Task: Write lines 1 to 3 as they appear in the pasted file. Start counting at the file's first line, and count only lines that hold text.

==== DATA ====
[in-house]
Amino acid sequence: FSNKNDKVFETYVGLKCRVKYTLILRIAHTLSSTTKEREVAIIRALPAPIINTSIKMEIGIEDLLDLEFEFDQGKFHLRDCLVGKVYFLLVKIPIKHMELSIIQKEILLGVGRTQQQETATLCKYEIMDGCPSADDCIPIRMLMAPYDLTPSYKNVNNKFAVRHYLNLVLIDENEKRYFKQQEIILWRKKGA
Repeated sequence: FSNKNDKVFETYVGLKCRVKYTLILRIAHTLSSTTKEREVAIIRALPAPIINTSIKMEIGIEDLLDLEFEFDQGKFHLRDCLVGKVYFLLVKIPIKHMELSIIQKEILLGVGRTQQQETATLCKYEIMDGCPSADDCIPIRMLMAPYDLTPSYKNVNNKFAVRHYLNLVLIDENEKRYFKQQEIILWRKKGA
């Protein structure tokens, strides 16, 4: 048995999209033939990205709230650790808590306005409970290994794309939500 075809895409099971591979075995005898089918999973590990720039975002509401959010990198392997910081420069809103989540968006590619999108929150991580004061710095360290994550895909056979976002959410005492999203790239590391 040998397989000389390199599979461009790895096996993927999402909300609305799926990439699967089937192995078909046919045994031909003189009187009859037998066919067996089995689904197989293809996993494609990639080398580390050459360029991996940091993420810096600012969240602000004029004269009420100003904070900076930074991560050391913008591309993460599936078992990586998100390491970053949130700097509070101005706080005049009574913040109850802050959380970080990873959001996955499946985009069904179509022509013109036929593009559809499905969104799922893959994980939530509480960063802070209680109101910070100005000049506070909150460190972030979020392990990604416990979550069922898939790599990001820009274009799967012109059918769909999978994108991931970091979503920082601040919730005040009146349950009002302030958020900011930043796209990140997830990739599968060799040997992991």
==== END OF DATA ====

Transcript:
[in-house]
Amino acid sequence: FSNKNDKVFETYVGLKCRVKYTLILRIAHTLSSTTKEREVAIIRALPAPIINTSIKMEIGIEDLLDLEFEFDQGKFHLRDCLVGKVYFLLVKIPIKHMELSIIQKEILLGVGRTQQQETATLCKYEIMDGCPSADDCIPIRMLMAPYDLTPSYKNVNNKFAVRHYLNLVLIDENEKRYFKQQEIILWRKKGA
Repeated sequence: FSNKNDKVFETYVGLKCRVKYTLILRIAHTLSSTTKEREVAIIRALPAPIINTSIKMEIGIEDLLDLEFEFDQGKFHLRDCLVGKVYFLLVKIPIKHMELSIIQKEILLGVGRTQQQETATLCKYEIMDGCPSADDCIPIRMLMAPYDLTPSYKNVNNKFAVRHYLNLVLIDENEKRYFKQQEIILWRKKGA